Vinay Prasad in Nature:
Earlier this month, the American Cancer Society announced its latest figures on cancer incidence and mortality1. These included the largest drop ever observed in national cancer statistics, which several media outlets seized on. Cancer death rates in the United States peaked in 1990, and in 2008–17 fell by about 1.5% per year. Between 2016 and 2017, the drop was slightly larger: 2.2%. This is undeniably good news.
But our optimism must be tempered by other measures of population health — particularly declining life expectancy.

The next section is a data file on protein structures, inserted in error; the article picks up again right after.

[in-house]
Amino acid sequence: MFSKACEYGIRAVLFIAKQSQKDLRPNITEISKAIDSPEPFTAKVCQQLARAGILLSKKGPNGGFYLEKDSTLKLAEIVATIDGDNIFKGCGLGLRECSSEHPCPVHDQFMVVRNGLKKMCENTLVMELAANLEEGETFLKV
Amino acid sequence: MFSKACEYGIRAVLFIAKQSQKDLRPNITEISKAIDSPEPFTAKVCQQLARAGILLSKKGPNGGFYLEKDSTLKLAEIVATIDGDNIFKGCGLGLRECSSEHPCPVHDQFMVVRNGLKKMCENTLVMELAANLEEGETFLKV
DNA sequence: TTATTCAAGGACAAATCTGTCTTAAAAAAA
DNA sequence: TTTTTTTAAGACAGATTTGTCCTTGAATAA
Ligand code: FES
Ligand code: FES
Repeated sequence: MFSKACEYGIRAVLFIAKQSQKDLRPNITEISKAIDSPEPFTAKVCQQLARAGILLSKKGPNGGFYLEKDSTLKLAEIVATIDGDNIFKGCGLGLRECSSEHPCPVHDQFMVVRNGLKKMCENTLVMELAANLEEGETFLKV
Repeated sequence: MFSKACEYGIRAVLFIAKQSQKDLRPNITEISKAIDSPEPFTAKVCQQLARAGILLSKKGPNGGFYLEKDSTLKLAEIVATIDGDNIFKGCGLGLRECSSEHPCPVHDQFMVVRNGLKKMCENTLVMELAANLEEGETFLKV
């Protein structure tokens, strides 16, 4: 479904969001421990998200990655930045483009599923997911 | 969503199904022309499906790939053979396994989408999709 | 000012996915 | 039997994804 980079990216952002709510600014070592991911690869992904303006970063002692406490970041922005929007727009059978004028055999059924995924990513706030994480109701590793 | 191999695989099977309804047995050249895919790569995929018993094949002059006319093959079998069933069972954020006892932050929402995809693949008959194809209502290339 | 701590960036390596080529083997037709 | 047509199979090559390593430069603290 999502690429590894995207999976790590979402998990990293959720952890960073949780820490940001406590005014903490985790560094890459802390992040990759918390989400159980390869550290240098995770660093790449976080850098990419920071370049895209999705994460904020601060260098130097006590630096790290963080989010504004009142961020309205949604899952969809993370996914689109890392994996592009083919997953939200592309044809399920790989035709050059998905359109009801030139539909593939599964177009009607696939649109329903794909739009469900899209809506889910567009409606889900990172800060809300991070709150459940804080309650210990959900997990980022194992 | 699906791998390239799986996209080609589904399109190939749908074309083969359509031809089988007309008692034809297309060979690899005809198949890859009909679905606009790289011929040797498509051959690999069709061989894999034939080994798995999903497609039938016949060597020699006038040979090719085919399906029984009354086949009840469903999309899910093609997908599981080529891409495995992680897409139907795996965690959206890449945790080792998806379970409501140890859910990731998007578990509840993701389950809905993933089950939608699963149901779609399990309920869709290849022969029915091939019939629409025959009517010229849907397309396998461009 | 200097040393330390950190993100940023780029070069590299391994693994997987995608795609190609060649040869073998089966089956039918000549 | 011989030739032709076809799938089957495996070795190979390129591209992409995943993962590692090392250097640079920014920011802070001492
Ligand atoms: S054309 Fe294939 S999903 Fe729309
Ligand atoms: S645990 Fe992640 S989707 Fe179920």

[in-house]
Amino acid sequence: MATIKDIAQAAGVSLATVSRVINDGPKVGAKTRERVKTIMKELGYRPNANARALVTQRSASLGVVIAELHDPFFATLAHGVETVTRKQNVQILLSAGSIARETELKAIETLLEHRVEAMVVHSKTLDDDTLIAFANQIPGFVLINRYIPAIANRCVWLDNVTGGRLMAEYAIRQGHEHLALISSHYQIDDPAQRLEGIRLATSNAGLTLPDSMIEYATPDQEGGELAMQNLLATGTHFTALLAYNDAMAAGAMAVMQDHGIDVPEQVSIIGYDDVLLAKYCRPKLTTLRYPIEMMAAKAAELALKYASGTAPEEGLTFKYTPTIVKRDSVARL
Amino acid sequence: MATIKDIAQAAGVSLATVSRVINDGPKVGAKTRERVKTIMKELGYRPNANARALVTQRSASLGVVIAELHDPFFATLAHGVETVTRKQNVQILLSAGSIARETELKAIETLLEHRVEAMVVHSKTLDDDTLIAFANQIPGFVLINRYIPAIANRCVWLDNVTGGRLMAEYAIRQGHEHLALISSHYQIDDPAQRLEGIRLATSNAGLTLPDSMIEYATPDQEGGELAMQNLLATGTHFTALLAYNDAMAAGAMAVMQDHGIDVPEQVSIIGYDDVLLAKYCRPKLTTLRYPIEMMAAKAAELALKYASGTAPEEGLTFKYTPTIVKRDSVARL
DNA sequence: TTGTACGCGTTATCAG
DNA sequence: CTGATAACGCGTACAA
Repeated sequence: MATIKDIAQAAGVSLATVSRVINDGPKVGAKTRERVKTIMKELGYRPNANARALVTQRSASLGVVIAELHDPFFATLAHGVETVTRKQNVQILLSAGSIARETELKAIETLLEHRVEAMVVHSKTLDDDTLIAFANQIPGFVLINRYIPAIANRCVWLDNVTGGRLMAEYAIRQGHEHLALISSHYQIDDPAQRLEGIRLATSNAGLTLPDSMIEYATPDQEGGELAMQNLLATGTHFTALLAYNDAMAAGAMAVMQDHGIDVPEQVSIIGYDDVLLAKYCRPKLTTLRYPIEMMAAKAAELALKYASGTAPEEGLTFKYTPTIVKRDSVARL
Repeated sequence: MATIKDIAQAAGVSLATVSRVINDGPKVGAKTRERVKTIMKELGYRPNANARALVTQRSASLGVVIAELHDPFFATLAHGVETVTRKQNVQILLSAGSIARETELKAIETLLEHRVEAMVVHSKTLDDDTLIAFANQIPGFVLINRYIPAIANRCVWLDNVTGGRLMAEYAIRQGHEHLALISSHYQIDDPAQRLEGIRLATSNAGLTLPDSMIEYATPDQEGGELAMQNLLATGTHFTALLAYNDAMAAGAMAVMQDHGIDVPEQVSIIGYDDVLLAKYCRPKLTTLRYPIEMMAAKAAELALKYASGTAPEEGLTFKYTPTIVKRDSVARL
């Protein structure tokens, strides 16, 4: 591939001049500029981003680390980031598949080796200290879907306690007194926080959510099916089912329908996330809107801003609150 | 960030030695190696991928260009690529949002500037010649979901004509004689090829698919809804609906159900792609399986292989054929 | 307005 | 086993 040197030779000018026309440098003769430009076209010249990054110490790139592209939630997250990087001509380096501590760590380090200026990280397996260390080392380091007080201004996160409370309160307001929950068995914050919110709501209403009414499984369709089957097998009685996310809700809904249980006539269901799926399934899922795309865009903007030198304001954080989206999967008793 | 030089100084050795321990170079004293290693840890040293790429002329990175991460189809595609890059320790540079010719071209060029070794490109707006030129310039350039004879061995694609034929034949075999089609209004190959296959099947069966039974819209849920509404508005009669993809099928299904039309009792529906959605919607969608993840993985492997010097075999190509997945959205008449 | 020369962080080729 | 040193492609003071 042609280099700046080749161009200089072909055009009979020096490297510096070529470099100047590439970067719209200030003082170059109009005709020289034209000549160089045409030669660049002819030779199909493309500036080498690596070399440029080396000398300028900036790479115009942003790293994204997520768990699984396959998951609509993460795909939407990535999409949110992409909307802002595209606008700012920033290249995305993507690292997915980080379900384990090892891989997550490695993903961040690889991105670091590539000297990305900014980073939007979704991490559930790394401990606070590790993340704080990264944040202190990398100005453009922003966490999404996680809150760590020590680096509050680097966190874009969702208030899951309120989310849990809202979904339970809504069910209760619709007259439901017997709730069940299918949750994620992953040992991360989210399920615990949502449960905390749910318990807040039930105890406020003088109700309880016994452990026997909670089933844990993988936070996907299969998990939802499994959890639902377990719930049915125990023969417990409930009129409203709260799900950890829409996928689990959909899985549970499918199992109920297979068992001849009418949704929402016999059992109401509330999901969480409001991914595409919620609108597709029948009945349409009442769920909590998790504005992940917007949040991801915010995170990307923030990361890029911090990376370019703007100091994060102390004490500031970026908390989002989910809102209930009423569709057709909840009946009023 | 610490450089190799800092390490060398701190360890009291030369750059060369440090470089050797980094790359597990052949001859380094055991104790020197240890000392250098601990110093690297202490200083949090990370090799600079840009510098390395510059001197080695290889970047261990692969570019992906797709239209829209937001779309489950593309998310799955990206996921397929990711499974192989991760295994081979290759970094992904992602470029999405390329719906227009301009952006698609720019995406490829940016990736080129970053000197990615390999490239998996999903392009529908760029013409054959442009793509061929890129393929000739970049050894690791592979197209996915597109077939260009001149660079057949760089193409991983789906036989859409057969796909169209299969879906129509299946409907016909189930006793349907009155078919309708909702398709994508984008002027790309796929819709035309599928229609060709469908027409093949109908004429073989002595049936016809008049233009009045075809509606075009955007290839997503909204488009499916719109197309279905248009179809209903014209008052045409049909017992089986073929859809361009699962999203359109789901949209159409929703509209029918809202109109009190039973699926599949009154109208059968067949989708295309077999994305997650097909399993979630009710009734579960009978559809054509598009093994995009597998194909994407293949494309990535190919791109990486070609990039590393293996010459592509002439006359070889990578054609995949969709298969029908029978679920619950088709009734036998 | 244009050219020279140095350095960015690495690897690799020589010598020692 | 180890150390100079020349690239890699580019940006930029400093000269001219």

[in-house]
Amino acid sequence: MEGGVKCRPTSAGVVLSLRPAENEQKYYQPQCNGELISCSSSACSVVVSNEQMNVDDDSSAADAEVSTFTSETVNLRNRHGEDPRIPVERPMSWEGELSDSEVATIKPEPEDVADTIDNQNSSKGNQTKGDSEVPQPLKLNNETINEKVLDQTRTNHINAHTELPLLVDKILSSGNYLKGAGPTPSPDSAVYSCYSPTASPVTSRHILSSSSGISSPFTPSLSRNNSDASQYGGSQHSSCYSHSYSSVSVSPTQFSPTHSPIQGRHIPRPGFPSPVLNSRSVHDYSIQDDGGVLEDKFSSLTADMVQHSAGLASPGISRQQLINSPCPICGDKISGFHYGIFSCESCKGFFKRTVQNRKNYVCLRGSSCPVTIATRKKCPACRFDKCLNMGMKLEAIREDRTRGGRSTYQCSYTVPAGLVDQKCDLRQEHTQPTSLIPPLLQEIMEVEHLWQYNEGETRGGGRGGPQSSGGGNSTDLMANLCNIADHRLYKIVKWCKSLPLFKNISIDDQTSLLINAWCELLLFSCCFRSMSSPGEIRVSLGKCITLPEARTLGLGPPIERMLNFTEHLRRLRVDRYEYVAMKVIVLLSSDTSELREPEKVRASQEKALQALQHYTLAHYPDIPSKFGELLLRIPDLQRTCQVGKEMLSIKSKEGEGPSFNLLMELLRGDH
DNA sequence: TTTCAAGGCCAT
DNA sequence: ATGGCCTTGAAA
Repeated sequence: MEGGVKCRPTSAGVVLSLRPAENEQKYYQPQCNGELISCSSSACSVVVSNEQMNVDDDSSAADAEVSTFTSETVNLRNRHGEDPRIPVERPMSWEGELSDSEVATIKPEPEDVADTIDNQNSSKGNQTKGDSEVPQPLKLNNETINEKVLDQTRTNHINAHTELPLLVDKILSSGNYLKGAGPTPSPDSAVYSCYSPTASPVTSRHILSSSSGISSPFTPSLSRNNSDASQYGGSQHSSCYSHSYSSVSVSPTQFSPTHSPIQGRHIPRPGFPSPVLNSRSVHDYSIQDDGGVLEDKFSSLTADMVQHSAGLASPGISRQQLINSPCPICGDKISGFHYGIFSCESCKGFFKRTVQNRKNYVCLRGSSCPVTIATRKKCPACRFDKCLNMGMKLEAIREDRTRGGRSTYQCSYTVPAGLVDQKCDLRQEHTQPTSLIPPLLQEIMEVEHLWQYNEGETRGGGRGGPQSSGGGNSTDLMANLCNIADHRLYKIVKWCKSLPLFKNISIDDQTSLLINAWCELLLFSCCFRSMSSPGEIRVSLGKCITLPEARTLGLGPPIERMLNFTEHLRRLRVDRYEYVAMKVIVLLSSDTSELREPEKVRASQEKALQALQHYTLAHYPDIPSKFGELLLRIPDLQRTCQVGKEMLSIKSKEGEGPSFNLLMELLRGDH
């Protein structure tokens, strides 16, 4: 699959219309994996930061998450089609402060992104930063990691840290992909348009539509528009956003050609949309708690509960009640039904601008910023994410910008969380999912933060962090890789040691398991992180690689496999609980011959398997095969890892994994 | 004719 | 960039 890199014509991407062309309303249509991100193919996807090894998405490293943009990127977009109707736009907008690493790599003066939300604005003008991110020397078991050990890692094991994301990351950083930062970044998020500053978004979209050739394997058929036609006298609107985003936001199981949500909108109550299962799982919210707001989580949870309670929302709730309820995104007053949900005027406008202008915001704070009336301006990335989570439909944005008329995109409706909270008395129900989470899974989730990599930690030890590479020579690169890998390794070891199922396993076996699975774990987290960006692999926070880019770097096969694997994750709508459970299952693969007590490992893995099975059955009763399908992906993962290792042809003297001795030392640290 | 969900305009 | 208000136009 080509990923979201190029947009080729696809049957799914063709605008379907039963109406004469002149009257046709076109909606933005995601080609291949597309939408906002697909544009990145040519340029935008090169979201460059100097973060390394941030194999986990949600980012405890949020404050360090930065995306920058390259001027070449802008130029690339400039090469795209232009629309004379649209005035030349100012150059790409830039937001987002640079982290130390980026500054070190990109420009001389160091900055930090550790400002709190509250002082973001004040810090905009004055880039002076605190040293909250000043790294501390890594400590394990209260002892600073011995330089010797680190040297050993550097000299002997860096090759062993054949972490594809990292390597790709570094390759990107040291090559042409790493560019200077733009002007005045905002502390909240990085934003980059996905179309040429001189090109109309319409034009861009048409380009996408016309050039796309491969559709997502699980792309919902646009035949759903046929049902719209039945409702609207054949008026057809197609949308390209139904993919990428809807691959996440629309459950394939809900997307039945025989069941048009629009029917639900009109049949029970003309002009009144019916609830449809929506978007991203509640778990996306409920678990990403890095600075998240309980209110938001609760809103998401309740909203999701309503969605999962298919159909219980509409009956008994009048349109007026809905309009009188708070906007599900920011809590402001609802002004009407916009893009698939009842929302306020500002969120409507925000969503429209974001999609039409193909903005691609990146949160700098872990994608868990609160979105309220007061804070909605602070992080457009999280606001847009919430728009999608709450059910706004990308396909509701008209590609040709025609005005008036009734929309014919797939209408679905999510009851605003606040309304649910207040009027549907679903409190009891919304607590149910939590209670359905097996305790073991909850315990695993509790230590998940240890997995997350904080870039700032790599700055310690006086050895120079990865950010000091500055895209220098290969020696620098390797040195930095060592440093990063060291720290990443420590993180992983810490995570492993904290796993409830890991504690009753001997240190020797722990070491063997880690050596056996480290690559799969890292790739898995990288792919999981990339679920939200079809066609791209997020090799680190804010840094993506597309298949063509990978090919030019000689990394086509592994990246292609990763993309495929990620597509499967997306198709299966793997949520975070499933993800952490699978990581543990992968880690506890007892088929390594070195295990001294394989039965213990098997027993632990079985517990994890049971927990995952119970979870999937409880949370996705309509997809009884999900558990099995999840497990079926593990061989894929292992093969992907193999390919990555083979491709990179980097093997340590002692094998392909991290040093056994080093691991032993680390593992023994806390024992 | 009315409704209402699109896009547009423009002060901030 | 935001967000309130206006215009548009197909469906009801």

The reason behind the large drop is a decrease in mortality for lung cancer — without lung cancer, the rate is still about 1.5%. Several reactions to the Cancer Society’s news heralded advances in precision treatments. Yet much of the continued reduction in mortality is due to the lower incidence of lung cancer, or a reduction in new cases per year. And new drugs cannot cause that. The two major therapeutic advances for treating this cancer — genome-targeted therapies and immunotherapy — are currently approved for the worst-off individuals: those with advanced or metastatic disease. Exciting technologies that uncover genetic drivers of cancer and unleash the immune system against it make headlines, but I think we must be careful not to give customized treatments too much credit, and I have been outspoken about my work to pin down the impact of these therapies. We would do better to focus on public-health strategies that are less glamorous.